REFERENCES CITED The following references are of record in the file of this patent:


Patent Citations
Cited PatentFiling datePublication dateApplicantTitle
US1017671 *Jul 27, 1911Feb 20, 1912Charles Francis JenkinsTapering metal bodies.
US1731269 *Jan 23, 1925Oct 15, 1929Westinghouse Lamp CoPliable tungsten and method of producing the same
US1906888 *Oct 23, 1931May 2, 1933Roth August AApparatus for sharpening tools
US2329317 *Mar 19, 1941Sep 14, 1943Gen Electric X Ray CorpMethod of conditioning anodes
AT62869B * Title not available
*DE272731C Title not available
GB186500976A * Title not available
GB189714580A * Title not available
Referenced by
Citing PatentFiling datePublication dateApplicantTitle
US2555214 *Feb 4, 1948May 29, 1951Associated Dev & Res CorpMethod of producing glass razor blades and product thereof
US2628936 *May 6, 1949Feb 17, 1953Bell Telephone Labor IncMethod of forming a point at the end of a wire
US2660696 *May 10, 1950Nov 24, 1953Hazeltine Research IncCrystal contact device
US2721838 *Oct 10, 1951Oct 25, 1955Hartford Nat Bank & Trust CoMethod of electrolytically pointing wires
US2724918 *Oct 4, 1954Nov 29, 1955North American Aviation IncTaper chemical milling apparatus
US2732288 *Jun 17, 1952Jan 24, 1956 Manufacture of metal mesh screens
US2746918 *Feb 13, 1953May 22, 1956Collins Radio CoApparatus for electrolytically tuning an end wire fixture
US2779993 *Aug 17, 1953Feb 5, 1957Albert F PityoMethod of producing a diode element
US2865125 *Nov 22, 1954Dec 23, 1958Turco Products IncApparatus for selectively contouring a metal part by etching
US2934631 *Jun 30, 1955Apr 26, 1960Johnson Frank SElectrolytic metal shaping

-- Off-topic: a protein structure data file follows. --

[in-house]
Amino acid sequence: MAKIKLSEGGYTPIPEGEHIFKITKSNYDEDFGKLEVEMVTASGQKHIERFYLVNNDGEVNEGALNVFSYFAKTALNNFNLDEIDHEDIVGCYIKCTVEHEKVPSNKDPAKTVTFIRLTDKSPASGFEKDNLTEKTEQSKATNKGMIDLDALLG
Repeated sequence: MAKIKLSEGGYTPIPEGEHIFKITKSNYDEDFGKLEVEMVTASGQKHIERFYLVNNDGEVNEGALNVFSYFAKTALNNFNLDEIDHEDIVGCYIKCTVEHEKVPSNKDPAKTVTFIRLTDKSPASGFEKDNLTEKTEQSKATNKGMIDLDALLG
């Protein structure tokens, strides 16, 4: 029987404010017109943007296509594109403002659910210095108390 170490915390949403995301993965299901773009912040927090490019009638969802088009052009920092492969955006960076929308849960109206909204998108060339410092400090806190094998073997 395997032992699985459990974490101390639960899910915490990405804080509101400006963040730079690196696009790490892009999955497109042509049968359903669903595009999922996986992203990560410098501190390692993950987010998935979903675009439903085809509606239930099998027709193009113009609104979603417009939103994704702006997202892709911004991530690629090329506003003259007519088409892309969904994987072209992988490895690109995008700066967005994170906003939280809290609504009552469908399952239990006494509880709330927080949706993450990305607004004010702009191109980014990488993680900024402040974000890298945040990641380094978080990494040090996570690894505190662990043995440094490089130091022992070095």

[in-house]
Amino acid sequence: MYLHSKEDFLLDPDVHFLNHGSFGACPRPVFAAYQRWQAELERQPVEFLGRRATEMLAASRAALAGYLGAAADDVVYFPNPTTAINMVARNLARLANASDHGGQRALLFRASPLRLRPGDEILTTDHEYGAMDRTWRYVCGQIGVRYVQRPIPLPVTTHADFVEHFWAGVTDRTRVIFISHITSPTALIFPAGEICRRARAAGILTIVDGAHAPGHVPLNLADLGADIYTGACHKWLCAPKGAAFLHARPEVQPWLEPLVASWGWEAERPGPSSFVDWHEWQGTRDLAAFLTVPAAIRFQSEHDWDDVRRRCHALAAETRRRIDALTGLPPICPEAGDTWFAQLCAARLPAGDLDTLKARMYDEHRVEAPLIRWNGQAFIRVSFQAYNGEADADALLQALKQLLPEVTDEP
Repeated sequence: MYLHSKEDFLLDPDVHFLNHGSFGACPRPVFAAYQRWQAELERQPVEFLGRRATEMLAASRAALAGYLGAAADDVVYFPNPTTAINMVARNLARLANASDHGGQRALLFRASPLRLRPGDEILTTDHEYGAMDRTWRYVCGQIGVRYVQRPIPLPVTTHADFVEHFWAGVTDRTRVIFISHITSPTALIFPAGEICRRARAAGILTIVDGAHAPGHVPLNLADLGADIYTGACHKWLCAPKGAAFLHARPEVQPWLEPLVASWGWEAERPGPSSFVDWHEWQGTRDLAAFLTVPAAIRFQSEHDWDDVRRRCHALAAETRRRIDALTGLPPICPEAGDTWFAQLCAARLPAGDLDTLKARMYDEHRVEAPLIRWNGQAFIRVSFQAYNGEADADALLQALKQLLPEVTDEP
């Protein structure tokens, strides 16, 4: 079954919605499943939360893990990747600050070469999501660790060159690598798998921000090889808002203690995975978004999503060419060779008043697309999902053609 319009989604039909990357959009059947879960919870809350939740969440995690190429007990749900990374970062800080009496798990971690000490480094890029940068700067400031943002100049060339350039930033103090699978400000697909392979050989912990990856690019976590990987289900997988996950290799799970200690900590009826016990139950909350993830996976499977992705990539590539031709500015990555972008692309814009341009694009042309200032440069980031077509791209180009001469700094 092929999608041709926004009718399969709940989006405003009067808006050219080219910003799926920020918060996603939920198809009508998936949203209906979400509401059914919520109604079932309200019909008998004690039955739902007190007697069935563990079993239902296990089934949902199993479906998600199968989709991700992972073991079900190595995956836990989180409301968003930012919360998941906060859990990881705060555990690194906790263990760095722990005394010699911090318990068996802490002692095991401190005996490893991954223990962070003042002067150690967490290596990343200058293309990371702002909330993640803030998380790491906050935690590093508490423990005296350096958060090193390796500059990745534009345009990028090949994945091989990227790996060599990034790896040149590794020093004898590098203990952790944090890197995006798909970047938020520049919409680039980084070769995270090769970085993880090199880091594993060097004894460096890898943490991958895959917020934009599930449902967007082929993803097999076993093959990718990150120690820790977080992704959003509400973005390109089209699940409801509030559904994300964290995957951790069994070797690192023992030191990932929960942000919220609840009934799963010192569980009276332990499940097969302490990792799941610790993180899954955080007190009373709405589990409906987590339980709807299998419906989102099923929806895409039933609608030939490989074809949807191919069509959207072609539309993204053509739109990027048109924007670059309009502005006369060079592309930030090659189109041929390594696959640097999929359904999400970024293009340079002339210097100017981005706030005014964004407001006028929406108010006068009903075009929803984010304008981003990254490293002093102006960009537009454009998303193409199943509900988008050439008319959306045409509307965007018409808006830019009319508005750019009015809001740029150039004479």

US3524803 *May 13, 1968Aug 18, 1970Us ArmyMethod of electrolytically etching field filamentary material to make emitters
US4222834 *Jun 6, 1979Sep 16, 1980Western Electric Company, Inc.Selectively treating an article
US4287033 *Apr 14, 1980Sep 1, 1981Calspan CorporationElectrochemical method for removing metallic sheaths
US5286355 *Aug 12, 1991Feb 15, 1994The Johns Hopkins UniversityElectrochemical wire sharpening device and method for the fabrication of tips
US5630932 *Sep 6, 1995May 20, 1997Molecular Imaging CorporationTip etching system and method for etching platinum-containing wire
US6007694 *Apr 7, 1998Dec 28, 1999Phillips Plastics CorporationElectrochemical machining
US6386959Jan 13, 1999May 14, 2002Micro Contacts Inc.Feeding system for electro-chemically polishing contact tips
US6968619 *May 13, 2003Nov 29, 2005Ultradent Products, Inc.Method for manufacturing endodontic instruments
US7322105Nov 18, 2005Jan 29, 2008Ultradent Products, Inc.Methods for manufacturing endodontic instruments by milling
US7398598 *Nov 17, 2004Jul 15, 2008Ultradent Products, Inc.Methods for manufacturing endodontic instruments
US7665212Feb 23, 2010Ultradent Products, Inc.Methods for manufacturing endodontic instruments
US7743505Jun 29, 2010Ultradent Products, Inc.Methods for manufacturing endodontic instruments from powdered metals
US20040229188 *May 13, 2003Nov 18, 2004Paul LewisMethod for manufacturing endodontic instruments
US20060185169 *Feb 23, 2005Aug 24, 2006Paul LewisMethods for manufacturing endodontic instruments
US20070116532 *Nov 18, 2005May 24, 2007Ultradent Products, Inc.Methods for manufacturing endodontic instruments by milling
CN100563868CNov 14, 2005Dec 2, 2009厄耳他拉登脱产品股份有限公司Methods for manufacturing endodontic instruments
WO2004100818A3 *May 7, 2004Aug 11, 2005Ultradent Products IncMethods for manufacturing endodontic instruments
WO2006055539A2 *Nov 14, 2005May 26, 2006Ultradent Products, Inc.Methods for manufacturing endodontic instruments
WO2006055539A3 *Nov 14, 2005Jul 27, 2006Ultradent Products IncMethods for manufacturing endodontic instruments
U.S. Classification205/664, 205/669, 205/674, 29/874, 438/100
International ClassificationC25F3/02, C25F3/00
Cooperative ClassificationC25F3/02
European ClassificationC25F3/02